3TFO: Cowboys @ Redskins, Week 17
For the second consecutive season the Dallas Cowboys travel to a division rival in the season finale with the NFC East title on the line in a matchup deemed worthy of two prime-time spots. The opponent is the arch rival Washington Redskins, and their first matchup was the annual Dallas Thanksgiving Day game. The Cowboys lost that game 38-31, as rookie Pro Bowl QB Robert Griffin III threw for over 300 yards, with four TDs.
Washington hasn’t swept Dallas since 2005, and hasn’t won the division since Norv Turner was their head coach (1999). Yet, here they stand with a six-game winning streak and a de facto playoff game on their home field. Mike Shanahan’s team is coming off the first sweep of the Philadelphia Eagles since 2008, even though that contest came down to the final play. The Cowboys are coming off an OT loss at home to the Saints, despite a clutch performance from Tony Romo. Here are some factors that will determine which team will host a playoff game next weekend.
Stopping Dez Bryant
Dez Bryant has been dominating every secondary he’s faced lately, and he’s gotten the best of Washington’s secondary in the past three meetings between these rivals dating back to early last season. After abusing DeAngelo Hall on crucial 3rd-and-long situations in both games last year that put Dallas in position to kick game-winning field goals, the Redskins elected to primarily use Josh Wilson on Bryant last time out. Wilson did force Bryant to fumble after one catch, but otherwise Bryant soundly won this matchup from the very first snap where Wilson was flagged for PI. Bryant was a main factor in the Cowboys climbing back into that game, with five catches on six targets against Wilson for 129 yards and two TDs (one an 85-yard catch-and-run where Wilson unsuccessfully tried to make a play on the ball).
While Wilson was the primary Redskins DB assigned to Bryant, the third-year receiver did find himself lined up across from other defenders at times, including now-suspended Cedric Griffin. He would have beaten Griffin for a 44-yard TD catch in the final minute of the game had FS Madieu Williams not jarred the ball loose before he could complete the catch. With Griffin gone and Hall in the slot when necessary, the Redskins have had to come back to rookie Richard Crawford, who made some plays last Sunday but still got burned for a 59 yard score by Cincinnati’s Andrew Hawkins in Week 3. They also tried using D.J. Johnson, but the 2009 undrafted free agent nearly let the Cleveland Browns back into the Week 15 game by conceding a 69-yard score, along with a TD to Jeremy Maclin and a missed tackle in coverage last week. It will be interesting to see who besides Wilson ends up responsible for Bryant, and how often Dallas goes after that unfortunate defender.
Alfred Morris vs. Cowboys Run Defense
Like many teams this season, the Cowboys couldn’t stop Alfred Morris enough in their last meeting. The sixth-round pick gained 113 yards on 24 carries and scored a TD, while also forcing two missed tackles. Making only two defenders miss in a game is not a great stat, but also not a stat indicative of his performance, as Morris gained his yards despite three red-graded run blocking games from his offensive linemen. Nicknamed ‘The Butler’ by some, Morris is more likely to carry defenders for a few yards than juke them — examples include the first play of the second quarter in that game where he dragged Danny McCray 5 yards after contact, and the 5:43 mark of the second quarter of last week’s game where he moved Kurt Coleman at least 4 yards before going down.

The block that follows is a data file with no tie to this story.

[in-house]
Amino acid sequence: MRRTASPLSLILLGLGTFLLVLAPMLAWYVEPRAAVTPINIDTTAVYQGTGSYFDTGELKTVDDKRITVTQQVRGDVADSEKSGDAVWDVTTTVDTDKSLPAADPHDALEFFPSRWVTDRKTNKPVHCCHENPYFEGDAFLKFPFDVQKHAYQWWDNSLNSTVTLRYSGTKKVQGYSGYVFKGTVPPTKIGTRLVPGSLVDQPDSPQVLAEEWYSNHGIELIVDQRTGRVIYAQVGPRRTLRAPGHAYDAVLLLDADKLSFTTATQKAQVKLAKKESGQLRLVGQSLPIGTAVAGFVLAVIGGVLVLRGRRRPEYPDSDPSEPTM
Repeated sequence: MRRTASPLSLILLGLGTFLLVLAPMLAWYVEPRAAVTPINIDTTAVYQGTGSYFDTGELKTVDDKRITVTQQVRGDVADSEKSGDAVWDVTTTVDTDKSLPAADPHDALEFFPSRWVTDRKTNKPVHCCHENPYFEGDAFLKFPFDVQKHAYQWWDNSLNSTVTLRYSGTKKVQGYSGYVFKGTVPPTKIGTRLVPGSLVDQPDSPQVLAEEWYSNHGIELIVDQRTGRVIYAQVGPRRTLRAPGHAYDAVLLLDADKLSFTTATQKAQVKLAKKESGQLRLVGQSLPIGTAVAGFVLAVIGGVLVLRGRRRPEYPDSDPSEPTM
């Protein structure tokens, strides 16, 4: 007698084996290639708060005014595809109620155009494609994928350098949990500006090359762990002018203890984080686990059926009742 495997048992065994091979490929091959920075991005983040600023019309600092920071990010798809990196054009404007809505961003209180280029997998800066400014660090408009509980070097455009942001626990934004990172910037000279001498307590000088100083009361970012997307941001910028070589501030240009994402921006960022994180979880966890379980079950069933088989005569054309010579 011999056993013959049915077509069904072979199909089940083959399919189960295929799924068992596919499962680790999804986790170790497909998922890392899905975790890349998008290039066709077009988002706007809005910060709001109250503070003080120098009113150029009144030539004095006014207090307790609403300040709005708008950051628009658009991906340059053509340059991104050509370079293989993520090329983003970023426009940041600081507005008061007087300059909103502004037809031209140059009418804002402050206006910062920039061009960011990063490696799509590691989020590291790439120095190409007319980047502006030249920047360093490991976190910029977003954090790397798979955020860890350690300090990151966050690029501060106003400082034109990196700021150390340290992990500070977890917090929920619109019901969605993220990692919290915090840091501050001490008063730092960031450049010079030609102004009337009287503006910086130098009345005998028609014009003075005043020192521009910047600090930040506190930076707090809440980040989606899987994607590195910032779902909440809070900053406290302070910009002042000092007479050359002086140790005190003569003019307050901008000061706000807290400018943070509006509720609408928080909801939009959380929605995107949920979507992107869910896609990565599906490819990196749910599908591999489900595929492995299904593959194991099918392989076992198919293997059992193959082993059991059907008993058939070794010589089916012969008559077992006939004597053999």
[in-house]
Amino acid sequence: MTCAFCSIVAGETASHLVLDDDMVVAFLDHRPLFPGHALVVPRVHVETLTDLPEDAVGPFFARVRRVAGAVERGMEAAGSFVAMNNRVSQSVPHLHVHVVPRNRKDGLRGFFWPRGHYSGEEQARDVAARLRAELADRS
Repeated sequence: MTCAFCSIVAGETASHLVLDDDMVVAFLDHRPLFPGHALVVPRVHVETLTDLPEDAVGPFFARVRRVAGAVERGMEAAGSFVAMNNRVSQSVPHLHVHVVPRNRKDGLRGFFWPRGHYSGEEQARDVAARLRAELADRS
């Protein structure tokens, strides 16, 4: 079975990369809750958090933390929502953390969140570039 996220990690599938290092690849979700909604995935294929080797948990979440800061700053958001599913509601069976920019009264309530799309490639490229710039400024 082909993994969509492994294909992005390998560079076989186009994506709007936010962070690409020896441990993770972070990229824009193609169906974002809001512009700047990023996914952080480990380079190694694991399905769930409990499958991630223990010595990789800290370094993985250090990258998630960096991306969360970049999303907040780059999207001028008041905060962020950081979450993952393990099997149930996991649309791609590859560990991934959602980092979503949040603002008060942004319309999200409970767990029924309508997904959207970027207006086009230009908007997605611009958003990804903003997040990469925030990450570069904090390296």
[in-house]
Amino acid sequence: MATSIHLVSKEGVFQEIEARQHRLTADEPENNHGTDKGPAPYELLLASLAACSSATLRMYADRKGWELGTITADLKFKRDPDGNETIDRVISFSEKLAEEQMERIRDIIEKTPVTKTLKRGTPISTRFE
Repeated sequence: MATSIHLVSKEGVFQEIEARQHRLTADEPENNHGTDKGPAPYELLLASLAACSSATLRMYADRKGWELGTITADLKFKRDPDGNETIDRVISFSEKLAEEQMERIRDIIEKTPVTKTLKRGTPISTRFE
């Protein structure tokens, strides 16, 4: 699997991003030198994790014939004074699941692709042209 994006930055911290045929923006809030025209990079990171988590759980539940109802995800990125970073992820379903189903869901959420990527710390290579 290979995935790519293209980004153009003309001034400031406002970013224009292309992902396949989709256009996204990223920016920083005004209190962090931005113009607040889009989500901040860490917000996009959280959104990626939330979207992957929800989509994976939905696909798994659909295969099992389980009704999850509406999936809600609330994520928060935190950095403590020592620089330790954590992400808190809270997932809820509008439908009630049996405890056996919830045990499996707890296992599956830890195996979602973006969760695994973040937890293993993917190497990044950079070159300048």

The Cowboy’s run defense has suffered without DL Kenyon Coleman (who didn’t have a negative grade in this area in the seven games he played) and inside LB duo Sean Lee and Bruce Carter. Fortunately for Dallas, they still have Anthony Spencer and Jason Hatcher. Spencer, despite an underwhelming performance against the ground game last week, leads all 3-4 OLBs in our Run Stop Percentage signature stat, while Hatcher ranks seventh among 3-4 defensive ends. Stopping RG3 will be important, but stopping The Butler may be a key to the Cowboys pulling off the upset.
DeMarco Murray vs. Redskins Run Defense
One of the biggest factors in this game will be how Washington’s defense handles sophomore DeMarco Murray, who was inactive in the first meeting. Murray can dodge defenders (19 forced missed tackles on the ground this season), but he’s especially dangerous at keeping the play alive when nothing is initially available — this showed up again last week with 13:09 in the third quarter where he began right, found his fullback bull-rushed back into him, then went left and made Will Smith pay for losing contain with a 9-yard gain on first down. Perhaps a better example of this came way back on opening night in New York when, with 4:35 left in the third quarter, he was met in the backfield by Mathias Kiwanuka going right, kept his feet alive, bounced left, squirmed out of a Justin Tuck tackle and then proceeded to return right and race 48 yards down the sideline.
Dallas didn’t test Washington’s run defense the first time (11 carries for 35 yards total) but there are weaknesses here. OLB Ryan Kerrigan has had problems keeping contain since he entered the league last season, while NT Barry Cofield, despite having an outstanding year rushing the passer, has been moved out of running lanes all year and ranks in the bottom of our Run Stop Percentage rankings among defensive tackles (tied for 49th). Veteran London Fletcher has also been a liability with 10 missed tackles on runners, while fellow ILB Perry Riley, despite being able to violently close on runners when unblocked, has had problems getting off blocks. Surprisingly, one of the most reliable Redskin defenders in this area is maligned DB Hall, who ranks third among CBs in Run Stop Percentage with 12 stops and only three missed tackles.
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